• Third-Person Person: Yoda occasionally refers to himself in the third person during his more eccentric moments.
  • To Absent Friends: After Maks Leem and Jai Maruk fall to Ventress, as soon as Yoda's remaining party gets a moment of peace, Yoda arranges a small feast and a (non-alcoholic) toast in their honor, taking advantage of Fidelis's cooking skills.
  • Tradesnark™: Played for dark humor when Solis learns what it means to hate.
    The great thing about Einblatz/Docker ultrahigh-fidelity auditory sensors with built-in real-time sonographic analysis software and HyperBolic™ directional virtual-mike capability, Solis thought savagely from his hiding place on the other side of the cellar door—as Fidelis's death scream went on and on—is that one can set them to mute.
  • Verbal Backspace: Whie is surprised to hear Scout was named a Padawan.
    Yoda: Master Leem and Master Maruk, going for a mission for the temple, they are. As their Padawans, you will go with them.
    Scout: Already?
    Whie: They made you a Padawan?
    Scout: Where are we— What did you mean by that?
    Whie: I mean congratulations!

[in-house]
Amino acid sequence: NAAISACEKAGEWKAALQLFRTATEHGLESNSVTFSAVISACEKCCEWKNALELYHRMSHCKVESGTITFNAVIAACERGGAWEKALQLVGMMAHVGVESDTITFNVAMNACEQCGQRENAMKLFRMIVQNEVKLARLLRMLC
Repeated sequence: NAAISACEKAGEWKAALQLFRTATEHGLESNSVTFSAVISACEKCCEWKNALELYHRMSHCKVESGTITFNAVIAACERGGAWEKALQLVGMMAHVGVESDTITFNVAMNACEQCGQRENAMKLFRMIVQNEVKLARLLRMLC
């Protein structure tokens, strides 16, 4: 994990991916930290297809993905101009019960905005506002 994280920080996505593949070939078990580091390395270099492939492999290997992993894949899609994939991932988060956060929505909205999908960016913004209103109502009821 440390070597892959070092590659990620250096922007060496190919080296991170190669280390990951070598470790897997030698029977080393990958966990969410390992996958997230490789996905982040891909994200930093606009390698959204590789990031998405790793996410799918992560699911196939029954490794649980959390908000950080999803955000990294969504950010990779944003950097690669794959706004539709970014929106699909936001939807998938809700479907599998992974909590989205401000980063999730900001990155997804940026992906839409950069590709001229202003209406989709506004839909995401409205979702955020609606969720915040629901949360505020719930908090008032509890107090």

Maruk: [to Leem] Your boy is agile.
  • What If?: Dooku gets a look at "What if Yoda fell to the Dark Side?" He'd become a Sith of such unbelievable power and evil that Darth Sidious himself would be completely annihilated. Dooku is horrified.
  • Weak, but Skilled: Scout is this trope. The Force comes to her intermittently and with great effort, and so Scout has learned every skill and scrap of knowledge she can in order to remain a Jedi Padawan without relying on it.
  • We Can Rule Together: In a rare example of the weaker party offering this (and not doing so out of desperation), Ventress offers this to Dooku, offering to team up to kill Sidious together because Ventress knows she'll be thrown out with Dooku. He doesn't take it.
  • You Have Outlived Your Usefulness: Ventress warns Dooku that Sidious will eventually pull this on him. He doesn't listen.

Alternative Title(s): Dark Rendezvous